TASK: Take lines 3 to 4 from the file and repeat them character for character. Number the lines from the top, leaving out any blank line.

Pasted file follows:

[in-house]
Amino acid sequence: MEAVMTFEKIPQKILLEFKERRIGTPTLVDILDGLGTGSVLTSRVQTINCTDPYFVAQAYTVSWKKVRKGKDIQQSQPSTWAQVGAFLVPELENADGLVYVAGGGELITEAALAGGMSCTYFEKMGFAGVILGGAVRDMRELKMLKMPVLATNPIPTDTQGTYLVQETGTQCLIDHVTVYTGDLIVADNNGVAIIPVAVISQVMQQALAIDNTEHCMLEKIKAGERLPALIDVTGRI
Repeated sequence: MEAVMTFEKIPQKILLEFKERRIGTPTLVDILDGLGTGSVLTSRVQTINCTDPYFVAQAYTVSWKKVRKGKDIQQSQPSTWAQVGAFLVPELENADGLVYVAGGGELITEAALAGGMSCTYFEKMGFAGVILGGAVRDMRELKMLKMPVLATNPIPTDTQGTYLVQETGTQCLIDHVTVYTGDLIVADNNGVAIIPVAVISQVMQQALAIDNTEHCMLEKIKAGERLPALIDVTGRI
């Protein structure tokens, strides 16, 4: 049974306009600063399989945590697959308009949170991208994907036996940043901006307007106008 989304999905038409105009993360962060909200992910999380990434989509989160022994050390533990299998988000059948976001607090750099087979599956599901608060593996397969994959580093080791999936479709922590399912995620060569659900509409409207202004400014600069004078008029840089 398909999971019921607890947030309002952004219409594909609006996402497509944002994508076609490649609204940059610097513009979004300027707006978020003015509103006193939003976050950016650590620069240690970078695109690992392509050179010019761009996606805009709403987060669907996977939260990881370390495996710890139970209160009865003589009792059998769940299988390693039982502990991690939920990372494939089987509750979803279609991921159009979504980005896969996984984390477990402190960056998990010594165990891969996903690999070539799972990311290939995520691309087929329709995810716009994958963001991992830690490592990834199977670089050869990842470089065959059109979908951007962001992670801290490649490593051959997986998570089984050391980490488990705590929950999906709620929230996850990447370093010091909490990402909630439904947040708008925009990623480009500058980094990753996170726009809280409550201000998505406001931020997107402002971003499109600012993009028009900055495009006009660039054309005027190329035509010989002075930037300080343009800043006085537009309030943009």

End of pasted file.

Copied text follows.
Repeated sequence: MEAVMTFEKIPQKILLEFKERRIGTPTLVDILDGLGTGSVLTSRVQTINCTDPYFVAQAYTVSWKKVRKGKDIQQSQPSTWAQVGAFLVPELENADGLVYVAGGGELITEAALAGGMSCTYFEKMGFAGVILGGAVRDMRELKMLKMPVLATNPIPTDTQGTYLVQETGTQCLIDHVTVYTGDLIVADNNGVAIIPVAVISQVMQQALAIDNTEHCMLEKIKAGERLPALIDVTGRI
């Protein structure tokens, strides 16, 4: 049974306009600063399989945590697959308009949170991208994907036996940043901006307007106008 989304999905038409105009993360962060909200992910999380990434989509989160022994050390533990299998988000059948976001607090750099087979599956599901608060593996397969994959580093080791999936479709922590399912995620060569659900509409409207202004400014600069004078008029840089 398909999971019921607890947030309002952004219409594909609006996402497509944002994508076609490649609204940059610097513009979004300027707006978020003015509103006193939003976050950016650590620069240690970078695109690992392509050179010019761009996606805009709403987060669907996977939260990881370390495996710890139970209160009865003589009792059998769940299988390693039982502990991690939920990372494939089987509750979803279609991921159009979504980005896969996984984390477990402190960056998990010594165990891969996903690999070539799972990311290939995520691309087929329709995810716009994958963001991992830690490592990834199977670089050869990842470089065959059109979908951007962001992670801290490649490593051959997986998570089984050391980490488990705590929950999906709620929230996850990447370093010091909490990402909630439904947040708008925009990623480009500058980094990753996170726009809280409550201000998505406001931020997107402002971003499109600012993009028009900055495009006009660039054309005027190329035509010989002075930037300080343009800043006085537009309030943009």